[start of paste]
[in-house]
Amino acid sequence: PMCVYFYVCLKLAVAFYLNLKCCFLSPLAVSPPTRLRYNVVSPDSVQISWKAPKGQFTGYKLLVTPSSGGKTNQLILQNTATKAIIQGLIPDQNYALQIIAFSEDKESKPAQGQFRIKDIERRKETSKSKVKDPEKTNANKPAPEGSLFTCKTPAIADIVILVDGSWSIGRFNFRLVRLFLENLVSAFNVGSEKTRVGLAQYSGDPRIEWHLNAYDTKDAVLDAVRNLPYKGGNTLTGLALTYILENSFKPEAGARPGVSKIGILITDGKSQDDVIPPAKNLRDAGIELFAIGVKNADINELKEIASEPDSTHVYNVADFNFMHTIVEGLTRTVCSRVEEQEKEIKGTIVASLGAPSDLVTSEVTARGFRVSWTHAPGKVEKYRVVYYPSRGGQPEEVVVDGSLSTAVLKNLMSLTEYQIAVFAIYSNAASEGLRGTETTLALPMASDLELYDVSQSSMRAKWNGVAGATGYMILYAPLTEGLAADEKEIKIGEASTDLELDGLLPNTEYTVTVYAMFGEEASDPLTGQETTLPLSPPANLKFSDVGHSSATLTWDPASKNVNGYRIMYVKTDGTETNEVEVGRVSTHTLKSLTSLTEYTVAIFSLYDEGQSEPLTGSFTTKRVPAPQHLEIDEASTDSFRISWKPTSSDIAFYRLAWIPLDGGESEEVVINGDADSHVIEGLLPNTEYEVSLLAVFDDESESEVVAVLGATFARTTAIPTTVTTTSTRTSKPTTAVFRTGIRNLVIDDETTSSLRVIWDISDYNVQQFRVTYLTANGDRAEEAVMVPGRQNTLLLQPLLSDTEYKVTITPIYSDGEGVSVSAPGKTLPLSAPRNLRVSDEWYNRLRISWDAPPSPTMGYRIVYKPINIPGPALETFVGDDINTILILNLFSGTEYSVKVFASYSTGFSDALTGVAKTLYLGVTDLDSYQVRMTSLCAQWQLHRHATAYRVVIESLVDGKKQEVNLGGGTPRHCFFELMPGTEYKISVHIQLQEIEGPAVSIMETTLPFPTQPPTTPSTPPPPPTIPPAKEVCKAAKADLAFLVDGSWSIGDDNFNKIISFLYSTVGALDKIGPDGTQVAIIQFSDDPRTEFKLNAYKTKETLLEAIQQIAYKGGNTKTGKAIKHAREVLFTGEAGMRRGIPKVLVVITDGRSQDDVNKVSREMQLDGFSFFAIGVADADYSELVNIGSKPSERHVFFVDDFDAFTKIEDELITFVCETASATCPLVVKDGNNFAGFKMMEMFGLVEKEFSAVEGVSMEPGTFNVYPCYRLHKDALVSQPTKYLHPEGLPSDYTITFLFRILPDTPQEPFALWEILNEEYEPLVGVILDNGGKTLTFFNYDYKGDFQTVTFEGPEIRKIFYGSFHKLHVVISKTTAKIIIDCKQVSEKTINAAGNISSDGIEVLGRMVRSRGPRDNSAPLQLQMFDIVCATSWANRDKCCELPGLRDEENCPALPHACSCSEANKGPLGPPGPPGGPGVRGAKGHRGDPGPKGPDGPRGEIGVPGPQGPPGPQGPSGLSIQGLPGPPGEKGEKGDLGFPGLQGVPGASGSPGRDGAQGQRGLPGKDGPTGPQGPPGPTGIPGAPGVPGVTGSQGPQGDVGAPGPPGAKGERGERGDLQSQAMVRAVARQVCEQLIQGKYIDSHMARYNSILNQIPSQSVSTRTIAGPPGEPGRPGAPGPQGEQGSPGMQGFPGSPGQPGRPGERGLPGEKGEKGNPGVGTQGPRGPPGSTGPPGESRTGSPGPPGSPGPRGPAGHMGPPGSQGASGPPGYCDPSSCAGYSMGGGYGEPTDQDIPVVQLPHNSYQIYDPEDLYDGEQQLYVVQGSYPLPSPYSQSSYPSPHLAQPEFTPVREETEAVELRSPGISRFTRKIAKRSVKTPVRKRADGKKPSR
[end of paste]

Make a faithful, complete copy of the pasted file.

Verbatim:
[in-house]
Amino acid sequence: PMCVYFYVCLKLAVAFYLNLKCCFLSPLAVSPPTRLRYNVVSPDSVQISWKAPKGQFTGYKLLVTPSSGGKTNQLILQNTATKAIIQGLIPDQNYALQIIAFSEDKESKPAQGQFRIKDIERRKETSKSKVKDPEKTNANKPAPEGSLFTCKTPAIADIVILVDGSWSIGRFNFRLVRLFLENLVSAFNVGSEKTRVGLAQYSGDPRIEWHLNAYDTKDAVLDAVRNLPYKGGNTLTGLALTYILENSFKPEAGARPGVSKIGILITDGKSQDDVIPPAKNLRDAGIELFAIGVKNADINELKEIASEPDSTHVYNVADFNFMHTIVEGLTRTVCSRVEEQEKEIKGTIVASLGAPSDLVTSEVTARGFRVSWTHAPGKVEKYRVVYYPSRGGQPEEVVVDGSLSTAVLKNLMSLTEYQIAVFAIYSNAASEGLRGTETTLALPMASDLELYDVSQSSMRAKWNGVAGATGYMILYAPLTEGLAADEKEIKIGEASTDLELDGLLPNTEYTVTVYAMFGEEASDPLTGQETTLPLSPPANLKFSDVGHSSATLTWDPASKNVNGYRIMYVKTDGTETNEVEVGRVSTHTLKSLTSLTEYTVAIFSLYDEGQSEPLTGSFTTKRVPAPQHLEIDEASTDSFRISWKPTSSDIAFYRLAWIPLDGGESEEVVINGDADSHVIEGLLPNTEYEVSLLAVFDDESESEVVAVLGATFARTTAIPTTVTTTSTRTSKPTTAVFRTGIRNLVIDDETTSSLRVIWDISDYNVQQFRVTYLTANGDRAEEAVMVPGRQNTLLLQPLLSDTEYKVTITPIYSDGEGVSVSAPGKTLPLSAPRNLRVSDEWYNRLRISWDAPPSPTMGYRIVYKPINIPGPALETFVGDDINTILILNLFSGTEYSVKVFASYSTGFSDALTGVAKTLYLGVTDLDSYQVRMTSLCAQWQLHRHATAYRVVIESLVDGKKQEVNLGGGTPRHCFFELMPGTEYKISVHIQLQEIEGPAVSIMETTLPFPTQPPTTPSTPPPPPTIPPAKEVCKAAKADLAFLVDGSWSIGDDNFNKIISFLYSTVGALDKIGPDGTQVAIIQFSDDPRTEFKLNAYKTKETLLEAIQQIAYKGGNTKTGKAIKHAREVLFTGEAGMRRGIPKVLVVITDGRSQDDVNKVSREMQLDGFSFFAIGVADADYSELVNIGSKPSERHVFFVDDFDAFTKIEDELITFVCETASATCPLVVKDGNNFAGFKMMEMFGLVEKEFSAVEGVSMEPGTFNVYPCYRLHKDALVSQPTKYLHPEGLPSDYTITFLFRILPDTPQEPFALWEILNEEYEPLVGVILDNGGKTLTFFNYDYKGDFQTVTFEGPEIRKIFYGSFHKLHVVISKTTAKIIIDCKQVSEKTINAAGNISSDGIEVLGRMVRSRGPRDNSAPLQLQMFDIVCATSWANRDKCCELPGLRDEENCPALPHACSCSEANKGPLGPPGPPGGPGVRGAKGHRGDPGPKGPDGPRGEIGVPGPQGPPGPQGPSGLSIQGLPGPPGEKGEKGDLGFPGLQGVPGASGSPGRDGAQGQRGLPGKDGPTGPQGPPGPTGIPGAPGVPGVTGSQGPQGDVGAPGPPGAKGERGERGDLQSQAMVRAVARQVCEQLIQGKYIDSHMARYNSILNQIPSQSVSTRTIAGPPGEPGRPGAPGPQGEQGSPGMQGFPGSPGQPGRPGERGLPGEKGEKGNPGVGTQGPRGPPGSTGPPGESRTGSPGPPGSPGPRGPAGHMGPPGSQGASGPPGYCDPSSCAGYSMGGGYGEPTDQDIPVVQLPHNSYQIYDPEDLYDGEQQLYVVQGSYPLPSPYSQSSYPSPHLAQPEFTPVREETEAVELRSPGISRFTRKIAKRSVKTPVRKRADGKKPSR